Nigeria Eurobond Yields Rise to Two-Week High as Oil Retreats

April 10 (Bloomberg) -- Nigeria’s Eurobond yields rose to the highest in more than two weeks as the price of oil, the country’s main export, retreated.

Borrowing costs on the West African nation’s $500 million of dollar bonds rose six basis points, or 0.06 percent, to 5.464 percent as of 4:13 p.m. in London, the highest since March 23. The currency of Africa’s biggest oil producer slid less than 0.1 percent to 157.67 per dollar.

Crude fell on projections that U.S. stockpiles rose to the highest level for this time of year since 1990 and a decline in Chinese oil imports.

“Nigeria remains extremely dependent on oil-related revenue for its fiscal earnings,” Razia Khan, regional head of research for Africa at Standard Chartered Plc, wrote in a report today.

Yields on domestic 2019 bonds fell eight basis points to 15.21 percent, according to April 5 prices on the Financial Markets Dealers Association website.

The naira has gained 2.9 percent against the dollar this year, according to data compiled by Bloomberg, as a 12 percent advance in the nation’s benchmark Bonny Light crude has supported the increase in reserves.

Foreign-exchange reserves have risen 9 percent this year to $35.8 billion as of April 4, according to the Central Bank of Nigeria.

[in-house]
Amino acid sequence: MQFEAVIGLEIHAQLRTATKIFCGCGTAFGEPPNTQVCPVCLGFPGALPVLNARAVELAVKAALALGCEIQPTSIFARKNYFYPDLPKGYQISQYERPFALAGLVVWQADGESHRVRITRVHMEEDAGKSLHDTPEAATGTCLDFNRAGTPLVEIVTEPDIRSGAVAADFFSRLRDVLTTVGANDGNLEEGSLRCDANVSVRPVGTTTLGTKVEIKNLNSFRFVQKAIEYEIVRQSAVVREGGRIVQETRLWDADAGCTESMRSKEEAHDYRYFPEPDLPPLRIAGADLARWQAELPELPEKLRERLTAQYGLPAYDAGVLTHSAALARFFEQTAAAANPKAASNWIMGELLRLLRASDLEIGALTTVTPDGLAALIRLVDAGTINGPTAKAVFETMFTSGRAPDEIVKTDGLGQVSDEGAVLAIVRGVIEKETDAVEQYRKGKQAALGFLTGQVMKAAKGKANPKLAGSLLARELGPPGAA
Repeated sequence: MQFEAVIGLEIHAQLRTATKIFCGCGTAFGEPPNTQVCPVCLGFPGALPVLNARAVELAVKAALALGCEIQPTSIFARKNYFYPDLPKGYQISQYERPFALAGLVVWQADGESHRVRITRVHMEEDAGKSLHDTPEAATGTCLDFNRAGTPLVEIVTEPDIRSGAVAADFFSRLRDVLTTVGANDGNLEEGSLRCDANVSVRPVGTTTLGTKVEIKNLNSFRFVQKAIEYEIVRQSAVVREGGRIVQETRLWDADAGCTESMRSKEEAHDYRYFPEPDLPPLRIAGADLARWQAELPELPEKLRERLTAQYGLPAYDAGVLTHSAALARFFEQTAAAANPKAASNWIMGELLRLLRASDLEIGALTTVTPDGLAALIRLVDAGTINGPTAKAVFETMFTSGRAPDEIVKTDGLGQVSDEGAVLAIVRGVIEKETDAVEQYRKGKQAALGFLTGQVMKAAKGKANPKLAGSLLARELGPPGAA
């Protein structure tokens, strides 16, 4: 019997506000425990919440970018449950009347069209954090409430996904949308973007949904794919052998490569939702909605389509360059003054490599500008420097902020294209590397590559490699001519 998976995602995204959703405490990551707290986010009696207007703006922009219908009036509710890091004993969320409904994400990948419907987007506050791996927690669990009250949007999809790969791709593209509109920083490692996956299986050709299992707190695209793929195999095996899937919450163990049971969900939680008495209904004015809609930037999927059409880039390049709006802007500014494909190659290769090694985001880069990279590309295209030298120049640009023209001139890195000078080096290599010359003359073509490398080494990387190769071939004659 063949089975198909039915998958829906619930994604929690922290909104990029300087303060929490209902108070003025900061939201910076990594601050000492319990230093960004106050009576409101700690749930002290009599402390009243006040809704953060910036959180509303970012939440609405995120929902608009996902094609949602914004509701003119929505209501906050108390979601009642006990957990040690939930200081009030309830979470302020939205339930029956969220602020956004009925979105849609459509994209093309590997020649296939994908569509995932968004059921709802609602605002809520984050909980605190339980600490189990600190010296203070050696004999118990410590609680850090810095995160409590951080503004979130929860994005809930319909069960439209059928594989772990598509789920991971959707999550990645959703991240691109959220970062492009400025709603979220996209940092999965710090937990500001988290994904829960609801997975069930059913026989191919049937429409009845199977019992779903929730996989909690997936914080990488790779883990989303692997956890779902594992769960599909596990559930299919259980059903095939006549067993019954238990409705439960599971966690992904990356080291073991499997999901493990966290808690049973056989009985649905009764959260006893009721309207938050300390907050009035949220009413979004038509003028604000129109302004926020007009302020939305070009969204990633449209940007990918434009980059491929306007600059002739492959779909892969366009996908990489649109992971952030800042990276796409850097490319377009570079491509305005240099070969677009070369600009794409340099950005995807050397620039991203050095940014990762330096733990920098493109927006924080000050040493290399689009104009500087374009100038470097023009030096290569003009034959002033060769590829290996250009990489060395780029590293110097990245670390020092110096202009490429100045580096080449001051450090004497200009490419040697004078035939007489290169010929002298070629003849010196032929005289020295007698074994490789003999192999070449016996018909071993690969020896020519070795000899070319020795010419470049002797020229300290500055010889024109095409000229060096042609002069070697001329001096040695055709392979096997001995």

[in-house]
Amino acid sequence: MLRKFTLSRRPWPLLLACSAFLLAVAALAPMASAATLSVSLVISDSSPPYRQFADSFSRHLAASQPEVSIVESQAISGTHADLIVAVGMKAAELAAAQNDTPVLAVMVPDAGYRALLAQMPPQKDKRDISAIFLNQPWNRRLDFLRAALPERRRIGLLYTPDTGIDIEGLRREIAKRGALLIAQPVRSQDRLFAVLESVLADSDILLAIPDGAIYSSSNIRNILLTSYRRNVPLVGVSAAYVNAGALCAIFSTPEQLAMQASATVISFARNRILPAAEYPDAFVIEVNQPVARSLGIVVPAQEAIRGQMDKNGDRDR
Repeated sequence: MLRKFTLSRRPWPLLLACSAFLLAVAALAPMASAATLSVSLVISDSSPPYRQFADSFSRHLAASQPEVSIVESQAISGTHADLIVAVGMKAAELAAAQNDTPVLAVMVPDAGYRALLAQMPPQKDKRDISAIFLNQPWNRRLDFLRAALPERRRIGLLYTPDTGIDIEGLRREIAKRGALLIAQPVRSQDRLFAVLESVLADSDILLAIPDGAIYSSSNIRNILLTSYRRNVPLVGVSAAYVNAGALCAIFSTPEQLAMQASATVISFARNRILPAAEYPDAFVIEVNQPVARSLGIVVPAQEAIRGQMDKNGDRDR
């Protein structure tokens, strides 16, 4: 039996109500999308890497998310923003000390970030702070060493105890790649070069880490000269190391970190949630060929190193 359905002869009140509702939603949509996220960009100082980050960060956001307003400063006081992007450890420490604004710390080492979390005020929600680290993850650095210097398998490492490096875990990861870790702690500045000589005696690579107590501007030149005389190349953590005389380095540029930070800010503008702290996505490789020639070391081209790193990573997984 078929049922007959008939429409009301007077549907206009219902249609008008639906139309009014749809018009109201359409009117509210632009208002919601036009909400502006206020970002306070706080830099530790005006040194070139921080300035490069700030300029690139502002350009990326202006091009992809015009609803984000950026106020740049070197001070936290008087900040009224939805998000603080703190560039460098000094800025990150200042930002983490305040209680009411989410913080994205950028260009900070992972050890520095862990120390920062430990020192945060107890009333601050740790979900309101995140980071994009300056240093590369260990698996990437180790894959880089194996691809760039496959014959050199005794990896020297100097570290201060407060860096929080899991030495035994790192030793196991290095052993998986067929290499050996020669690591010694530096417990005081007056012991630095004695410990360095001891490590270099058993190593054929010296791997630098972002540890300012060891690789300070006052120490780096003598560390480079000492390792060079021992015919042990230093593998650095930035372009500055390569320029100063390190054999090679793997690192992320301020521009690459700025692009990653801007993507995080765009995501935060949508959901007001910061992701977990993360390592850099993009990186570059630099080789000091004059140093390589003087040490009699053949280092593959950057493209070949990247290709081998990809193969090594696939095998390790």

Cedi Weakens

Ghana’s cedi dropped 0.9 percent to 1.7925 per dollar, the lowest on record, as of 3:17 p.m. in Accra, the capital.

The Bank of Ghana’s Monetary Policy Committee will decide April 13 whether to change the key interest rate. The Accra-based central bank unexpectedly raised the policy rate for the first time in three years in February, increasing it by 100 basis points to 13.5 percent to bolster a weakening currency.

The cedi, which has slumped 8.5 percent this year, is at risk of heading lower than 1.79 per dollar this week “unless the Bank of Ghana intervenes aggressively to ensure adequate U.S. dollar liquidity,” Celeste Fauconnier and Nema Ramkhelawan-Bhana, Johannesburg-based Africa strategists at Rand Merchant Bank, wrote in an e-mailed note today. “Exchange rate volatility will be a key consideration in the MPC’s decision-making process this week.”

To contact the reporter on this story: Chris Kay in Abuja at ckay5@bloomberg.net

To contact the editor responsible for this story: Stephen Kirkland at skirkland@bloomberg.net